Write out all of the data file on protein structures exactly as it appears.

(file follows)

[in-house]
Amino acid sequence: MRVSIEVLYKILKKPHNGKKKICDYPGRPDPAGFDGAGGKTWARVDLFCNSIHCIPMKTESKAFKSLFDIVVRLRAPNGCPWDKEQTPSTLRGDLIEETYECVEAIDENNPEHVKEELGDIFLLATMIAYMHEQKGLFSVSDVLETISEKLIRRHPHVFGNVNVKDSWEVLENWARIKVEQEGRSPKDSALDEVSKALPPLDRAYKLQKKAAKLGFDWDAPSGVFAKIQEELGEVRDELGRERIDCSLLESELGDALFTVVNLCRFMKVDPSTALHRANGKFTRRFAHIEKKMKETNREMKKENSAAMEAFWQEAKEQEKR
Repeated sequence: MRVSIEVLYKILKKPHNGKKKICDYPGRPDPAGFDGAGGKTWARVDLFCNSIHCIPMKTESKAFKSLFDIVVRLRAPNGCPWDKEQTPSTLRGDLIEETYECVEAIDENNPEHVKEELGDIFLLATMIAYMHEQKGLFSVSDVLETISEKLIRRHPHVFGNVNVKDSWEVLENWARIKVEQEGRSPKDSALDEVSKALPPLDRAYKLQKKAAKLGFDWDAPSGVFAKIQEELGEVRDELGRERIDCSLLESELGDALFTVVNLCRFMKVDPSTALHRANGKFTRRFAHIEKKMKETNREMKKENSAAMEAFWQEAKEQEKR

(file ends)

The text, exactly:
[in-house]
Amino acid sequence: MRVSIEVLYKILKKPHNGKKKICDYPGRPDPAGFDGAGGKTWARVDLFCNSIHCIPMKTESKAFKSLFDIVVRLRAPNGCPWDKEQTPSTLRGDLIEETYECVEAIDENNPEHVKEELGDIFLLATMIAYMHEQKGLFSVSDVLETISEKLIRRHPHVFGNVNVKDSWEVLENWARIKVEQEGRSPKDSALDEVSKALPPLDRAYKLQKKAAKLGFDWDAPSGVFAKIQEELGEVRDELGRERIDCSLLESELGDALFTVVNLCRFMKVDPSTALHRANGKFTRRFAHIEKKMKETNREMKKENSAAMEAFWQEAKEQEKR
Repeated sequence: MRVSIEVLYKILKKPHNGKKKICDYPGRPDPAGFDGAGGKTWARVDLFCNSIHCIPMKTESKAFKSLFDIVVRLRAPNGCPWDKEQTPSTLRGDLIEETYECVEAIDENNPEHVKEELGDIFLLATMIAYMHEQKGLFSVSDVLETISEKLIRRHPHVFGNVNVKDSWEVLENWARIKVEQEGRSPKDSALDEVSKALPPLDRAYKLQKKAAKLGFDWDAPSGVFAKIQEELGEVRDELGRERIDCSLLESELGDALFTVVNLCRFMKVDPSTALHRANGKFTRRFAHIEKKMKETNREMKKENSAAMEAFWQEAKEQEKR